Office 365 MFA or Azure AD Multi Factor Authentication (MFA) may be used. If you have your own MFA solution then that works too. In any case, MFA can be very quickly implemented via your cloud services. For Azure AD MFA the setup would require:

  • Assigning an Azure AD Premium license to the user(s)
  • Deciding on MFA settings for complexity, duration of MFA authentication, and a review of the user's device(s) and applications to ensure their device apps support MFA.

For organizations which need to decide which MFA solution to use, information on the differences between Office 365 and Azure AD MFA can be found online at this link and general pricing information for Azure AD MFA is documented here. Some additional MFA information can be found in Channel 9's MFA OVerview, in Azure online documentation here, and finally in the MFA Deployment Guide.

If your ADFS farm is Server 2012 R2 then you do not have to do additional steps to simply use Azure AD MFA. However, ADFS allows for on premise control of MFA via claims rules if you would like to implement them. For example, if a user is a member of a security group and they are signing in from extranet you can require MFA auth from them. More information on MFA related claims rules can be found in the blog posts below:

Review, Report, Monitor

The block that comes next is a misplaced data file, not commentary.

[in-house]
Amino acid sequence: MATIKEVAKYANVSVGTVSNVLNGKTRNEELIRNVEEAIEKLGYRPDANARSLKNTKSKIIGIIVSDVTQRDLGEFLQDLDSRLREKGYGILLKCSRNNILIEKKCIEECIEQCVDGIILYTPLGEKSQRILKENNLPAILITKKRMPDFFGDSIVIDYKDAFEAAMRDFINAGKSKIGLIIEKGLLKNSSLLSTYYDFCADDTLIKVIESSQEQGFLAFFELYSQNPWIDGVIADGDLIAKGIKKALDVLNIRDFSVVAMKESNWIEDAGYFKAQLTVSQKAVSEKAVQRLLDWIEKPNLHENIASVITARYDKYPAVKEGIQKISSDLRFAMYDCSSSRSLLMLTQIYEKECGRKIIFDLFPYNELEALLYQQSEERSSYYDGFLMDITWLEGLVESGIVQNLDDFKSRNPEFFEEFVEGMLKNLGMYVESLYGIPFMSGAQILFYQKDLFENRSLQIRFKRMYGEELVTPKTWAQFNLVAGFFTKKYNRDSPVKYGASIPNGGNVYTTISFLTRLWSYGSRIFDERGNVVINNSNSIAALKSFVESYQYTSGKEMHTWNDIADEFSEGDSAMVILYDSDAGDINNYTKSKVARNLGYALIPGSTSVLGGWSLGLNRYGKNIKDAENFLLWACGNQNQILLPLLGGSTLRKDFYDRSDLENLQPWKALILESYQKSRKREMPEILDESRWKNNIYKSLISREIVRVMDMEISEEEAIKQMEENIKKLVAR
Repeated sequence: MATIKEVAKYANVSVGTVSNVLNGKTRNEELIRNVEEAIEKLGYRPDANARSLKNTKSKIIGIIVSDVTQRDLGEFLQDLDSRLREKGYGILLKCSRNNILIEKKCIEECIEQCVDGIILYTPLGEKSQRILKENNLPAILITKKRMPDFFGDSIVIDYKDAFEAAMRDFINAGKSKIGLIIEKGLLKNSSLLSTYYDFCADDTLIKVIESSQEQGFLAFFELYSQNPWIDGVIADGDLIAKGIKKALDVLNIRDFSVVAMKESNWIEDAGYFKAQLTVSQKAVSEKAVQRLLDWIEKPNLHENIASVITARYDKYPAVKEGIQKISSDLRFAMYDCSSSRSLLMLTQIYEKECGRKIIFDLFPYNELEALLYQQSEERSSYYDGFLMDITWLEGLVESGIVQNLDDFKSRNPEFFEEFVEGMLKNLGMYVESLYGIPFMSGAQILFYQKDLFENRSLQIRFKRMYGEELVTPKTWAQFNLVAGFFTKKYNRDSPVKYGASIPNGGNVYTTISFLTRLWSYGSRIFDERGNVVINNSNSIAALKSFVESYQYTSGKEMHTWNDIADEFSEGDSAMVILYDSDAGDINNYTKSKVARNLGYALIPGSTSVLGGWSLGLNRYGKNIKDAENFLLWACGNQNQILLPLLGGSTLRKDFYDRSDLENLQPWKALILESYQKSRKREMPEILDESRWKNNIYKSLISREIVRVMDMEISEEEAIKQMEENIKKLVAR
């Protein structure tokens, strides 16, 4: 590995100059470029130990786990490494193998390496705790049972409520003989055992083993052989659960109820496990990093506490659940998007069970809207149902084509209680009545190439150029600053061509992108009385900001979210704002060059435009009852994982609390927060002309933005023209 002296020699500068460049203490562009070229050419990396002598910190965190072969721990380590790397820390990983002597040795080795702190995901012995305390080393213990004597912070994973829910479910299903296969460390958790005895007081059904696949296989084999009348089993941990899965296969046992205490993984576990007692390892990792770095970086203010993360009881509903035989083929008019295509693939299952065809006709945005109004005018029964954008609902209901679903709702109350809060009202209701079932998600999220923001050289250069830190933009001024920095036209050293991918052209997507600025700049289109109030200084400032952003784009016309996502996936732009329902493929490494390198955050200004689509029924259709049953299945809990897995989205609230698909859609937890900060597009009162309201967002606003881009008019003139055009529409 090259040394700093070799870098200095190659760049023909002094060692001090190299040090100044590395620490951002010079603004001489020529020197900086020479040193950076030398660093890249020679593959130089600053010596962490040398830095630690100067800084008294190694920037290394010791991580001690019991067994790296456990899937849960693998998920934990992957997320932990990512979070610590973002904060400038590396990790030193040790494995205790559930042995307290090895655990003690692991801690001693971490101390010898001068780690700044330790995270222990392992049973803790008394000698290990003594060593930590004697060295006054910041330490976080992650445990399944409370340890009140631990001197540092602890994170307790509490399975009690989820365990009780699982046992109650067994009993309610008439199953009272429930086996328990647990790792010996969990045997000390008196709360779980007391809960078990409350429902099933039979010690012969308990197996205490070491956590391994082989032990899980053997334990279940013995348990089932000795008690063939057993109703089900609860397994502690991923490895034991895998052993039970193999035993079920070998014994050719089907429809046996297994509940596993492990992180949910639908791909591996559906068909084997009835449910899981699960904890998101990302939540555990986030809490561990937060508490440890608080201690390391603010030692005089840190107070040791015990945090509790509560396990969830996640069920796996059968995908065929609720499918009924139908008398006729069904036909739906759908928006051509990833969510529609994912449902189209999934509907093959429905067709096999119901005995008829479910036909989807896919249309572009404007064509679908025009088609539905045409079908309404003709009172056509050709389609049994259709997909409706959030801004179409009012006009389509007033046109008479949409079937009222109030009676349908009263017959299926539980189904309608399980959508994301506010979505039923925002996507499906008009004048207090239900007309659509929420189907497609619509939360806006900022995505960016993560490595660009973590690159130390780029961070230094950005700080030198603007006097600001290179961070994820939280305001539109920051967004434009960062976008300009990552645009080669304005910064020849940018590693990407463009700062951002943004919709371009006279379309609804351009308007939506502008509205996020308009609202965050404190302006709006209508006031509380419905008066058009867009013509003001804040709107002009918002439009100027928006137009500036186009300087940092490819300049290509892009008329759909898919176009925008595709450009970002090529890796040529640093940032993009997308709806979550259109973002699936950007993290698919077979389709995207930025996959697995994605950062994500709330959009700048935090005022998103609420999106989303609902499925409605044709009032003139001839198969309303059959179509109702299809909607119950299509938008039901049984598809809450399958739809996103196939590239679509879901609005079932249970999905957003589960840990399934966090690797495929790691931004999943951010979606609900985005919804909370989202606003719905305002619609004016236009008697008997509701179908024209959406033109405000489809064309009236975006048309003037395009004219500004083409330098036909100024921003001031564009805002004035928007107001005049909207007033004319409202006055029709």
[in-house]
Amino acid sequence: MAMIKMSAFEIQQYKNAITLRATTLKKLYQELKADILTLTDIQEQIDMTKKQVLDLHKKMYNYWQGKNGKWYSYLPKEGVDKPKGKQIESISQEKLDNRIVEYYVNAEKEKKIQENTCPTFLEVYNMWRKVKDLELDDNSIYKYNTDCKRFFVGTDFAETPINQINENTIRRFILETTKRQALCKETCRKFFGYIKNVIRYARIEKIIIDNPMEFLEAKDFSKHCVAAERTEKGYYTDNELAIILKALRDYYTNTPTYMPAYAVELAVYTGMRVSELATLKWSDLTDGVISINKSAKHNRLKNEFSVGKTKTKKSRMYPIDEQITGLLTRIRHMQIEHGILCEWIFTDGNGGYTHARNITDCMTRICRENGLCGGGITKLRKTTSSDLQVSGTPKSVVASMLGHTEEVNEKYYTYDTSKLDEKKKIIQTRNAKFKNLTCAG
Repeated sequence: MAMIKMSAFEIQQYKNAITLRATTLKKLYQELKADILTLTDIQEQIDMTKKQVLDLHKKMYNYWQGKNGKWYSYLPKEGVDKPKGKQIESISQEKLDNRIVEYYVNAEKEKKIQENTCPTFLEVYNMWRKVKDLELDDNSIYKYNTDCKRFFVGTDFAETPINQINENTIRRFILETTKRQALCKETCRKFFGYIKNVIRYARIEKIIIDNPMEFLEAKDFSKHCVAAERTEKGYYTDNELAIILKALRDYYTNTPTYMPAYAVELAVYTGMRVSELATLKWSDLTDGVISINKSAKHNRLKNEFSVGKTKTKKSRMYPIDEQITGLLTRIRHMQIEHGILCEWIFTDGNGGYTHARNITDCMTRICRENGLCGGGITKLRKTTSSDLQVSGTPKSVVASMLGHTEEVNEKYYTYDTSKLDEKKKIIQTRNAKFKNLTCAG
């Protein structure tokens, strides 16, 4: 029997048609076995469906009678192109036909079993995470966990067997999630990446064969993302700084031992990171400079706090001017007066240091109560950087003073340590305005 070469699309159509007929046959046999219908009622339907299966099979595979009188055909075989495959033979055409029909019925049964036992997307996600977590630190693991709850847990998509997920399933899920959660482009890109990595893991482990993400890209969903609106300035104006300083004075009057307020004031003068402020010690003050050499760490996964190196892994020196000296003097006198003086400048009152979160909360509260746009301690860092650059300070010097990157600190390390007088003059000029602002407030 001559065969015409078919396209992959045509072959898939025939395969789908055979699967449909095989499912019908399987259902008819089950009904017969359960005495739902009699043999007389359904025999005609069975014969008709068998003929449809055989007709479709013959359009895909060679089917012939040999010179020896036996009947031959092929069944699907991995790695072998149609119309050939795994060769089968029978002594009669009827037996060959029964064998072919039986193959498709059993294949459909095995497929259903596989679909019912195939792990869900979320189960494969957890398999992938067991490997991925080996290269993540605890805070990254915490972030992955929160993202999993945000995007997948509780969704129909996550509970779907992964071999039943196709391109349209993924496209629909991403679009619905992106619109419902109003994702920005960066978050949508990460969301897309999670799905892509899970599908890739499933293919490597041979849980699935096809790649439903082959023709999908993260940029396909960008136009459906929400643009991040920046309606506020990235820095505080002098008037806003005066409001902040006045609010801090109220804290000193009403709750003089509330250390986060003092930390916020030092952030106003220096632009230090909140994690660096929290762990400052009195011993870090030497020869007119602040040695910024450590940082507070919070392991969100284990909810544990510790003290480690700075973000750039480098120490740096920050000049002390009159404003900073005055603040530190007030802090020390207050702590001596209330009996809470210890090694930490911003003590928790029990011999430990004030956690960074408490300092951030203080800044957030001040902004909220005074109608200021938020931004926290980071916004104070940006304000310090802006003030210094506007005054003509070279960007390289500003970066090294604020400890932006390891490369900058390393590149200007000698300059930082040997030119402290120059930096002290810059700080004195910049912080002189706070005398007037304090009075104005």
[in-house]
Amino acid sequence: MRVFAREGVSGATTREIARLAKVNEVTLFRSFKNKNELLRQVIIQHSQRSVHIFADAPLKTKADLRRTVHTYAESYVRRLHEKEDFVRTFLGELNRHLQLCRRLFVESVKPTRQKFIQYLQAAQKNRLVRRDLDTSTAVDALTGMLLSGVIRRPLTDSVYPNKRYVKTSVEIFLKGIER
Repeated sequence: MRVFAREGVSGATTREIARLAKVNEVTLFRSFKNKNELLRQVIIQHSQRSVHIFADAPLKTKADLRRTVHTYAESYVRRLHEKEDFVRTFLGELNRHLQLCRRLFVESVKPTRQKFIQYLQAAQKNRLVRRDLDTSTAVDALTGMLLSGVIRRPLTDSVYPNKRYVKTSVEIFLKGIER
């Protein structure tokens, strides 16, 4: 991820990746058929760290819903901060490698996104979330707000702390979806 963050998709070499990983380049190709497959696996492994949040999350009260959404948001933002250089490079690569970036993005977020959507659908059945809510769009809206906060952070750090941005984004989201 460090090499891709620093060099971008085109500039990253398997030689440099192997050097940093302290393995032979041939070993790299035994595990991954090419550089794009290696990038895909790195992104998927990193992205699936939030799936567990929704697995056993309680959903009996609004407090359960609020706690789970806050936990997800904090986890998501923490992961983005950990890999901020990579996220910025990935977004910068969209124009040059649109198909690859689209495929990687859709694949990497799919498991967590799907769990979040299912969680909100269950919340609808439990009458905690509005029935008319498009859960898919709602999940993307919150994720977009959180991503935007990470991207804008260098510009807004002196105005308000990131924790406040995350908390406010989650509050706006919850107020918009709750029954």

It's important to review your online reports for Office 365 and Azure AD to see what impact (if any) the incident has had to online services and resources. This entails a review Azure AD Security Reports (for alerts on activity deemed to be malicious), Azure AD Audit Reports (for details on changes to anything in Azure AD), and Sign In Activity (which will show when denies attempted sign in, to what and the end result). A review of these reports for activity for and by the affected VIP users to gauge impact of the event is vital to address the concern.

More information on Azure AD reports is online here: https://docs.microsoft.com/en-us/azure/active-directory/active-directory-view-access-usage-reports

Outside of the immediate review it's also important to implement a consistent routine of automatic download of Azure AD Security Reports, Audit Reports, and Sign In Activity reports.  This can be done by setting a scheduled task on a Windows computer to run PowerShell scripts to pull the reports down periodically for reference.

Just as important is to configure Azure AD to notify global administrators if anomalous sign ins are seen in the future.  This is a switch setting in Azure AD (screenshot below) in the Azure AD web portal:

Long Term Recommendation

Consider moving to a Windows Server 2016 ADFS farm in order to mitigate bad password submission attempts by using the Multi Factor Authentication feature in 2016. This will allow Azure MFA as the primary authentication method.  This prevents the scenario of a low account lockout threshold and malicious bad password attempts via brute force from being a concern.  This is discussed in more detail on TechNet here.

Note that a server 2016 ADFS farm could be in place as a parallel switch-over upgrade or an in place farm upgrade.

To sum things up, scenarios where malicious entities can submit bad password attempts can be a challenge at first. However, like any challenge you may face in life you can build strength and capability in how to address the problem and overcome it. Once you've overcome the challenge any next one won't be near as impactful or difficult.

difficult.